In 2015, I wrote an entry about doing multifactor authentication with PL/SQL (link: https://storm-petrel.com/orablog/2015/11/29/oracle-apex-multifactor-authentication/)
The SMS services that I based my work on has disappeared from the internet landscape, rendering my code and efforts futile.
So it was time to start again. The advantage was that I got to use better RESTful tools and JSON parsers.
The variance this time is that I put 100% of the code on Github
Why use multifactor authentication (two-factor or 2FA) authentication? Well, frankly it is the right thing to do as I wrote in 2015…
The United States Office of Personnel Management is notifying 2.7 million people that their data were stolen. The blame lays at the feet of the people responsible for these data. While the ultimate responsibility rests with the executives who did not fund investment into data security, I shoulder that responsibility daily.
Nexmo Multifactor Authentication
The last time I visited this topic, I used some random generators to create a 4-digit code that I then sent via text message to a phone. With the assistance of an Oracle global temporary table and precise timestamps, I did the heavy-ish lift on generating the code, storing the code, sending the code, and verifying the code and the timestamps. Not tough, but the Nexmo approach takes some of the effort.
The process initiates with MFA request to the phone. You get a message ID back. You do NOT get the code.
When the user keys in the code, you (the programmer) has to take the message ID generated from the request and the 4-digit code entered by the user. You send these off to Nexmo. They send back a status code. Zero is good. Not zero is bad.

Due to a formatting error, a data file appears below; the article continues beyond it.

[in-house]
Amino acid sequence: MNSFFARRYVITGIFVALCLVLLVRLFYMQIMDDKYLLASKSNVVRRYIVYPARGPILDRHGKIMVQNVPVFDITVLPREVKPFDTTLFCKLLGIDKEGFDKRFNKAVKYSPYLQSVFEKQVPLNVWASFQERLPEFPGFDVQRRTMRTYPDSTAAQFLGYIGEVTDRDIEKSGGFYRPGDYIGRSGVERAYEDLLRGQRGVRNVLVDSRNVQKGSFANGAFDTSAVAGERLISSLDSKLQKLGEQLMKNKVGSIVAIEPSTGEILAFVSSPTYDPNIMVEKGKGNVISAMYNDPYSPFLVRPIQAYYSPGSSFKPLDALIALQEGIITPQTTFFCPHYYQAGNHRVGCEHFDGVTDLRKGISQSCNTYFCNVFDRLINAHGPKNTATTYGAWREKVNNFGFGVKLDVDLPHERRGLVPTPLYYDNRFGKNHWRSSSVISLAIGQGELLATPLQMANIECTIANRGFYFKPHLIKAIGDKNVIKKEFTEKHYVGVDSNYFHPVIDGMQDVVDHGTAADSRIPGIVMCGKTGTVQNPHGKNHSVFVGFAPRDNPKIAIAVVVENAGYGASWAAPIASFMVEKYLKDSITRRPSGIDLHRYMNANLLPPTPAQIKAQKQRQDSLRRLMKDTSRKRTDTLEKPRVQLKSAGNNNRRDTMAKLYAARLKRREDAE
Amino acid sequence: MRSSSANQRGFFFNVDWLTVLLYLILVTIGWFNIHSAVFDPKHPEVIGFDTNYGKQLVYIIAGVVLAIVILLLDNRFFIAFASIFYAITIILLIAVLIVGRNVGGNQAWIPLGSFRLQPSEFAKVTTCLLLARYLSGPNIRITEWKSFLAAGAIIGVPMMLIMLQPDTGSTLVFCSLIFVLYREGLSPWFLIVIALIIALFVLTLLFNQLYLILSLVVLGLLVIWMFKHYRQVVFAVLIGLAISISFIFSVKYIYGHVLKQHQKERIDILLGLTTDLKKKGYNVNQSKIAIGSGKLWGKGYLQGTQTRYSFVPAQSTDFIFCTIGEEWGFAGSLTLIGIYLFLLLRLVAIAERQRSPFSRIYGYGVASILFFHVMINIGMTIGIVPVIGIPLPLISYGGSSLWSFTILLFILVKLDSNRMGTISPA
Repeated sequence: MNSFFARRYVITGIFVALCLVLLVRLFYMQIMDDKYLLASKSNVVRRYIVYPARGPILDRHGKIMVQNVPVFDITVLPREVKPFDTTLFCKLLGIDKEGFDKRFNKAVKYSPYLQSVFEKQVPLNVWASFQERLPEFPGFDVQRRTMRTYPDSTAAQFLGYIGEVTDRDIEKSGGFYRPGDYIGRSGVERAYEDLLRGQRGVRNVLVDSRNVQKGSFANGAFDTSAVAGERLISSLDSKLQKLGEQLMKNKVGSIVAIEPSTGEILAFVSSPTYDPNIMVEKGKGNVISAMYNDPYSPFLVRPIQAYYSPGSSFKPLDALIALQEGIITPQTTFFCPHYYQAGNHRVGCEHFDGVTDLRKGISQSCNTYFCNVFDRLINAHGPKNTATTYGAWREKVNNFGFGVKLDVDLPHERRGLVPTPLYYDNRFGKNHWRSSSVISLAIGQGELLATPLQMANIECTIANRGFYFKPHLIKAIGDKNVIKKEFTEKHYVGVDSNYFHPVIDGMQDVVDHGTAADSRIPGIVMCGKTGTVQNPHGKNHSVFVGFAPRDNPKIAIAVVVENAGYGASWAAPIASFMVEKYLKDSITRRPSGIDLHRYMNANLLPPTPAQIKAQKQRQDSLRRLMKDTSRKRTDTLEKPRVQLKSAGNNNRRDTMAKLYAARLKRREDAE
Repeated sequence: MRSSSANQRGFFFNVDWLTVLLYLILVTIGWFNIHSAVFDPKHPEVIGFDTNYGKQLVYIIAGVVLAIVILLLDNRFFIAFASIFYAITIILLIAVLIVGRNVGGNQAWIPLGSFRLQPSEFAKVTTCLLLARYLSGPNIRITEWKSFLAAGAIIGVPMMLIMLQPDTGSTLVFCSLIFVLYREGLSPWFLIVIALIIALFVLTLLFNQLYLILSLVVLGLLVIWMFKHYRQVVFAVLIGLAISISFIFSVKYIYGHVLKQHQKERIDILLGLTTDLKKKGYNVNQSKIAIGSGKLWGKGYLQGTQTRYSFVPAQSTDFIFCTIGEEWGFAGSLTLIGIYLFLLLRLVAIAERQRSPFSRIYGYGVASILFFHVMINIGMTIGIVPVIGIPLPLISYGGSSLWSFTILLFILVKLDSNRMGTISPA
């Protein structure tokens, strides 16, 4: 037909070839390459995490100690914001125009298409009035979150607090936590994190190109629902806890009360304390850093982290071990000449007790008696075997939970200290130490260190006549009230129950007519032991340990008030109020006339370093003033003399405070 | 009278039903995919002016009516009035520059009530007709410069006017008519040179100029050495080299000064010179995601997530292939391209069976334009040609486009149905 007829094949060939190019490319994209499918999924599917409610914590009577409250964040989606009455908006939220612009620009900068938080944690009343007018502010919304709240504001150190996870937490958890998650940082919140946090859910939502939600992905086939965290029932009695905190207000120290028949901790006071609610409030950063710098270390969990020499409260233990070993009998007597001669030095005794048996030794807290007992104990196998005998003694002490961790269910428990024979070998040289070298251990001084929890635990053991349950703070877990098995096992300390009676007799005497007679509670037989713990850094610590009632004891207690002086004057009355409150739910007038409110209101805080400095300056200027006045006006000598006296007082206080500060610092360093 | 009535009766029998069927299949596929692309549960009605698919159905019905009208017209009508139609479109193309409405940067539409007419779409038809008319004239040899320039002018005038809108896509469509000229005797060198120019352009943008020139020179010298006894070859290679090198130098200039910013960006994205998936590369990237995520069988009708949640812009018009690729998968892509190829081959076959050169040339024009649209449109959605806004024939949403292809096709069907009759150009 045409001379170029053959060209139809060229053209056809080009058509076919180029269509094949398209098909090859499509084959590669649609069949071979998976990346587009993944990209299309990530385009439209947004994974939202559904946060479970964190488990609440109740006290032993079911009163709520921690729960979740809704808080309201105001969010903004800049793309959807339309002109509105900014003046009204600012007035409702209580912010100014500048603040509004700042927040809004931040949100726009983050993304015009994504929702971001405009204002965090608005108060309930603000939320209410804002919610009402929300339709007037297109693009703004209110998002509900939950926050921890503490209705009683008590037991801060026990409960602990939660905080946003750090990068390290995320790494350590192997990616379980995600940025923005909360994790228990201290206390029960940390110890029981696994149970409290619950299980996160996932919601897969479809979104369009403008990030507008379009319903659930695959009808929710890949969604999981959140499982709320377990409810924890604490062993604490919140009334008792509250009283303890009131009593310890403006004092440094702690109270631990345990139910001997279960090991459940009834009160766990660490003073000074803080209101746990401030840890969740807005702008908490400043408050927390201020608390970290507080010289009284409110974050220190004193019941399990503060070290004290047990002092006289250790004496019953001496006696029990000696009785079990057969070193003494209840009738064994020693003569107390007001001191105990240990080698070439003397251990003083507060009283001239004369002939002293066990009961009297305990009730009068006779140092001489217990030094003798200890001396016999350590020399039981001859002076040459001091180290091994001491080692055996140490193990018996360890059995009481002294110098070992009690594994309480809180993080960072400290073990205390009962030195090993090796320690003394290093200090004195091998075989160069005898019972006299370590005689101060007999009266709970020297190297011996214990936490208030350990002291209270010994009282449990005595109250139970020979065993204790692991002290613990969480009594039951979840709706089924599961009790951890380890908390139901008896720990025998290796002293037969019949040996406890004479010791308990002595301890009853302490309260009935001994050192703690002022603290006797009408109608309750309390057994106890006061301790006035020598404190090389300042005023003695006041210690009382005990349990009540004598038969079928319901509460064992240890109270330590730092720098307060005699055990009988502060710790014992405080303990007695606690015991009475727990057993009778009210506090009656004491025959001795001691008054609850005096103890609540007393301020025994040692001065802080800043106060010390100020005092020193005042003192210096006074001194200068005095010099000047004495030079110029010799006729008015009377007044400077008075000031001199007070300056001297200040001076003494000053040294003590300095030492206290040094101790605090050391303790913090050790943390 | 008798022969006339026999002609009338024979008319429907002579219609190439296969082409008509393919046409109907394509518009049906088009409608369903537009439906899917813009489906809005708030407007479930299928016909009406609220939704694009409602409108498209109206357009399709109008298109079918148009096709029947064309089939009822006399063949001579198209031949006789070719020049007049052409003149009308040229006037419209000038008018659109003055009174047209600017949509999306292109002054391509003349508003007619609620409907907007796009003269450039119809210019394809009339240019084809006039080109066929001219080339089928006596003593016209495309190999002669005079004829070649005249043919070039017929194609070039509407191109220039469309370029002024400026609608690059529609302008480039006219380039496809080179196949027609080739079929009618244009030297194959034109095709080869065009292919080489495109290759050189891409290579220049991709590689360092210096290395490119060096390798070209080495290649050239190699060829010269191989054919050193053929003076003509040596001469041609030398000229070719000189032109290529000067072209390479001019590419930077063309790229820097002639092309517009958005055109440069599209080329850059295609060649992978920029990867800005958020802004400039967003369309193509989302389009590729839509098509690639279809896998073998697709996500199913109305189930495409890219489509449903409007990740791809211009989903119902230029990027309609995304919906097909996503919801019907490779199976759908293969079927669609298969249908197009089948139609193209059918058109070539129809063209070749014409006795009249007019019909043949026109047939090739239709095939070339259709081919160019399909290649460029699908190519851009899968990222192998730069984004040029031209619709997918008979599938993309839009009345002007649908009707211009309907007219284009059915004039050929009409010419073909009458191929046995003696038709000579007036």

Interesting Annoying Stuff
The tool apex_json.get_varchar2() does NOT like a dash in the “field name”. The vendor, Nexmo, put dashes in the field names for JSON, but did NOT for the XML interface. So a little replace() action is need to make Oracle happy.
To recap – this is acceptable but does not match Nexmo’s data definition
r_response.client_ref := apex_json.get_varchar2( p_values => l_values, p_path => 'messages[' || trim(to_char(json_row)) ||'].clientRef' );
This is not acceptable to Oracle, but does match Nexmo’s data definition
r_response.client_ref := apex_json.get_varchar2( p_values => l_values, p_path => 'messages[' || trim(to_char(json_row)) ||'].client-ref' );
Oh well, the solution is just as easy as changing the JSON data:
l_return := replace(l_return, 'client-ref', 'clientRef');
Oracle PL/SQL SMS and MFA
A few quick hints about the code…
Sending SMS text looks rather like this:
begin -- validate the parameters sms_ok(p_sms,'send_sms','Y'); l_text := msg_ok(p_msg,'send_sms'); -- structure the URL l_url := g_sms_uri || 'api_key=' || g_key || amp || 'api_secret=' || g_secret || amp || 'to=' || p_sms || amp || 'from=' || g_sender || amp || 'text=' || l_text ; if p_client_ref is not null then l_url := l_url || amp || 'client-ref=' || p_client_ref; end if; -- client reference is not null l_return := APEX_WEB_SERVICE.MAKE_REST_REQUEST( p_url => l_url ,p_http_method => 'GET' ,p_wallet_path => g_wallet_path ,p_wallet_pwd => g_wallet_pwd ); ...
I whipped up a quick APEX 5.1 application to show the integration of the package and the Nexmo API. It is also posted at Github. It will send an SMS message, do two-factor authentication, and show you your balance.
- You MUST have an account with Nexmo.com. You can get a demo account for free.
- You MUST put your own Oracle Wallet Path and Wallet password into the packages and compile them (G_WALLET_PATH and G_WALLET_PWD)
- You MUST manually install the Root and Intermediate SSL certs for nexmo.com in your wallet
- ROOT: Digicert Global Root CA, v3, valid through 09NOV2031
- Intermediate: Digicert SHA2 Secure Server CA, valid thorugh 08MAR2013
- If you are on Oracle 12c, DO NOT install the SSL cert for *.nexmo.com
- You’ll need to create the table that is in the package body. It is in the commented out section.
- You’ll need to put in your own G_KEY and G_SECRET at the top of the package body.
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